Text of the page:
Promises to keep

Environmentalists were pleased but skeptical when President Obama once again referenced the necessity of combating climate change in 2013. In his inauguration speech on Jan. 21, Obama said, “Some may still deny the overwhelming judgment of science, but none can avoid the devastating impact of raging fires, and crippling drought, and more powerful storms. The path towards sustainable energy sources will be long and sometimes difficult. But American cannot resist this transition. We must lead it. We cannot cede to other nations the technology that will power new jobs and new industries. We must claim its promise. That’s how we will maintain our economic vitality and our national treasure, our forests and waterways, our crop lands and snow-capped peaks. That is how we will preserve our planet, commanded to our care by God. That’s what will lend meaning to the creed our fathers once declared.”

But for many sustainability organizations, including the Sierra Club, the words are not enough. Obama has been quiet on opposing issues such as the Keystone XL pipeline, which would transport natural gas from Canada to Texas, and drilling for fossil fuels in the Arctic despite the potentially devastating impact on the region.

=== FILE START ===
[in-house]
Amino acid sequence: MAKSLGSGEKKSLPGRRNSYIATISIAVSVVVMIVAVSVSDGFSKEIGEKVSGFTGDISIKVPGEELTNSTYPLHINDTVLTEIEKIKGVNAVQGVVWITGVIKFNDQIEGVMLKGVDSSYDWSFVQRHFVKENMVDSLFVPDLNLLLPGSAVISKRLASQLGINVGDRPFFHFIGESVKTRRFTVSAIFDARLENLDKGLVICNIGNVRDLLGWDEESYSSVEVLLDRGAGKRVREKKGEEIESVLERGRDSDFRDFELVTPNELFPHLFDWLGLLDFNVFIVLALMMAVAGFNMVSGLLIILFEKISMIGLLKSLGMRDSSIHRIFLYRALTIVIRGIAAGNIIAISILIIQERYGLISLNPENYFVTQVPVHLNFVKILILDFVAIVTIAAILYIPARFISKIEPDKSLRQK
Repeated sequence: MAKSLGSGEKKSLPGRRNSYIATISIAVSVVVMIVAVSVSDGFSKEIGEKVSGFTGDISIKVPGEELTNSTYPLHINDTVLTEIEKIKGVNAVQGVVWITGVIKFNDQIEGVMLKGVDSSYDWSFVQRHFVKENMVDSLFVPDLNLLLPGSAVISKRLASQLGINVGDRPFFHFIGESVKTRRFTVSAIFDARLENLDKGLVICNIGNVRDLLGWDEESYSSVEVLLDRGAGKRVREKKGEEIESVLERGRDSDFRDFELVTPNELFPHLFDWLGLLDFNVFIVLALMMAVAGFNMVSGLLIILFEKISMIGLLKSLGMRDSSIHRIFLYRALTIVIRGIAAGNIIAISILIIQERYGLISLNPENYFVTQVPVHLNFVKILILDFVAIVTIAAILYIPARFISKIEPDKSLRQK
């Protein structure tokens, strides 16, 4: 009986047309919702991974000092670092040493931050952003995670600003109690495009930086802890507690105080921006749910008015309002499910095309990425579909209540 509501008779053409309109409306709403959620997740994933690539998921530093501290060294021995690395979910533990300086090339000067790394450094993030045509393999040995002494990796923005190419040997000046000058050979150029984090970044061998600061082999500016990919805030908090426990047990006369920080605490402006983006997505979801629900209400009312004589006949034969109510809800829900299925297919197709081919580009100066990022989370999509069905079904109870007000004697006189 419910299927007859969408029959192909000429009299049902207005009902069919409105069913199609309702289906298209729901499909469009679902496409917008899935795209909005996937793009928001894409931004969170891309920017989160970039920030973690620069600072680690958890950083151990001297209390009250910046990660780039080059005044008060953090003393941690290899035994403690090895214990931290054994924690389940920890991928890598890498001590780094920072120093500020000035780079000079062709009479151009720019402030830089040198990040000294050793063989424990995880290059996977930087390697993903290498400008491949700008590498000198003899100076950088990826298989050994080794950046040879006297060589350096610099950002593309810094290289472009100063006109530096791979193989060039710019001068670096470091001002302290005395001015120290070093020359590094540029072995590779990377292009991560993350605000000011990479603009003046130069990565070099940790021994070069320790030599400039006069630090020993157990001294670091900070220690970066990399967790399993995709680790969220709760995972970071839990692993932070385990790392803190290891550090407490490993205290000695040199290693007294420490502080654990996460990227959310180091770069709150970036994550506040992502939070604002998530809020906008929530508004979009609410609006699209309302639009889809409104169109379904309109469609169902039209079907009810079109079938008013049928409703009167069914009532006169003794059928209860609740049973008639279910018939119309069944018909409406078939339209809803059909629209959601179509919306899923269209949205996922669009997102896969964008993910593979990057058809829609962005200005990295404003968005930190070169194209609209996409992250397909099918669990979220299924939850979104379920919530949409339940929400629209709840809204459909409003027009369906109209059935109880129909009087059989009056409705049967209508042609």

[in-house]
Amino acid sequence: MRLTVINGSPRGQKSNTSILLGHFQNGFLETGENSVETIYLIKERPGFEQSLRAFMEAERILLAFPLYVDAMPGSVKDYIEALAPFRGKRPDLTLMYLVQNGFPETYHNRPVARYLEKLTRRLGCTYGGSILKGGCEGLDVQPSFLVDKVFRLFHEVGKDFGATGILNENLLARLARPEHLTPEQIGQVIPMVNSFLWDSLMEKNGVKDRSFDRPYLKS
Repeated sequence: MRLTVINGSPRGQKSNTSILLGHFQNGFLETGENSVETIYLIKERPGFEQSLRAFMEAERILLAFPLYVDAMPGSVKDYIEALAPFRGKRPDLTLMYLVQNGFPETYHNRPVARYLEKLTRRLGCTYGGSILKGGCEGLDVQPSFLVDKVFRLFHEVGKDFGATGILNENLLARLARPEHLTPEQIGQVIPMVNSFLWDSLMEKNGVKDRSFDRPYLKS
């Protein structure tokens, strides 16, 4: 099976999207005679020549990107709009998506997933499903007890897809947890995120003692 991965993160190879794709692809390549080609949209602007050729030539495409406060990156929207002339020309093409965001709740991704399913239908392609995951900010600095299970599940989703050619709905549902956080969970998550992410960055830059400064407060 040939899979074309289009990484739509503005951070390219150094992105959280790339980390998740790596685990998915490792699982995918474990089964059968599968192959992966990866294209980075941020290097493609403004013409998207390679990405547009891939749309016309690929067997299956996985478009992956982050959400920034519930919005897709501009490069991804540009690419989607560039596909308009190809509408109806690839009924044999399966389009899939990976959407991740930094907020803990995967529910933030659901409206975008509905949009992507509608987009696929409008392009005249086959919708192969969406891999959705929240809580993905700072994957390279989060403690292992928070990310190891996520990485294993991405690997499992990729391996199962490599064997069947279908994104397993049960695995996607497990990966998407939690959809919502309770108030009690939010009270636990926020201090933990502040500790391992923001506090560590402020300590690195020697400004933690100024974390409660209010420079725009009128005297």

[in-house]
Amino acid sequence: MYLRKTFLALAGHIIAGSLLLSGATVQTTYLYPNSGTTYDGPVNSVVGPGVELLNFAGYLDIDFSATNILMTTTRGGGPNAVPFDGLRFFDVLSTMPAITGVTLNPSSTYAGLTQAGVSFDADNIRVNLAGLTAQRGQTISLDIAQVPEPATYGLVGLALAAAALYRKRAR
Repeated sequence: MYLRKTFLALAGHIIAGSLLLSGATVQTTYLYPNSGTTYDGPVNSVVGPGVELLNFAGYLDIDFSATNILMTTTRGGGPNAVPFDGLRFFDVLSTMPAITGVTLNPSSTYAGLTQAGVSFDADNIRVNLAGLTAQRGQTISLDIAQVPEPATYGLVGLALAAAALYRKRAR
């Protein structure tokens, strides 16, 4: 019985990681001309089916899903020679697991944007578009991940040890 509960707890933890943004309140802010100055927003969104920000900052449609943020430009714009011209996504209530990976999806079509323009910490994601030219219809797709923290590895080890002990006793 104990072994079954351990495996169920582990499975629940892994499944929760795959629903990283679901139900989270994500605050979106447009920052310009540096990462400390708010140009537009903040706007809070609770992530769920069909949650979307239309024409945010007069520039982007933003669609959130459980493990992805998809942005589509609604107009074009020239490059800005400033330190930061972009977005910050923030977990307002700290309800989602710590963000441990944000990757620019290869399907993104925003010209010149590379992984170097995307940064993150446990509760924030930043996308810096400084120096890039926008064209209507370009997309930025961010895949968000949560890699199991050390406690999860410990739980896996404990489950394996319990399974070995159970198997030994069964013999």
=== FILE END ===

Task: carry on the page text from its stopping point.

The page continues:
In a blog post written by Sierra Club director Michael Brune, he announced the Sierra Club’s endorsement of peaceful civil disobedience, stating “For civil disobedience to be justified, something must be so wrong that it compels the strongest defensible protest. … We’re issuing a challenge to President Obama. … We need the president to match them with strong action and use the first 100 days of his second term to begin building a bold and lasting legacy of clean energy and climate stability.”

However, some critics pointed out that the Sierra Club’s actions haven’t matched up with its mission, including an upcoming rally set for Feb. 17 on the National Mall in Washington, D.C. The rally is dubbed #ForwardOnClimate and is intended to be “the largest climate rally in history.” According to the website, the rally will not include “direct action, civil disobedience or civil resistance. … We will have permits and work openly with the police about plans for the rally.”

One commenter replied, “That’s it? How … safe.”

View Brune’s blog post and comments at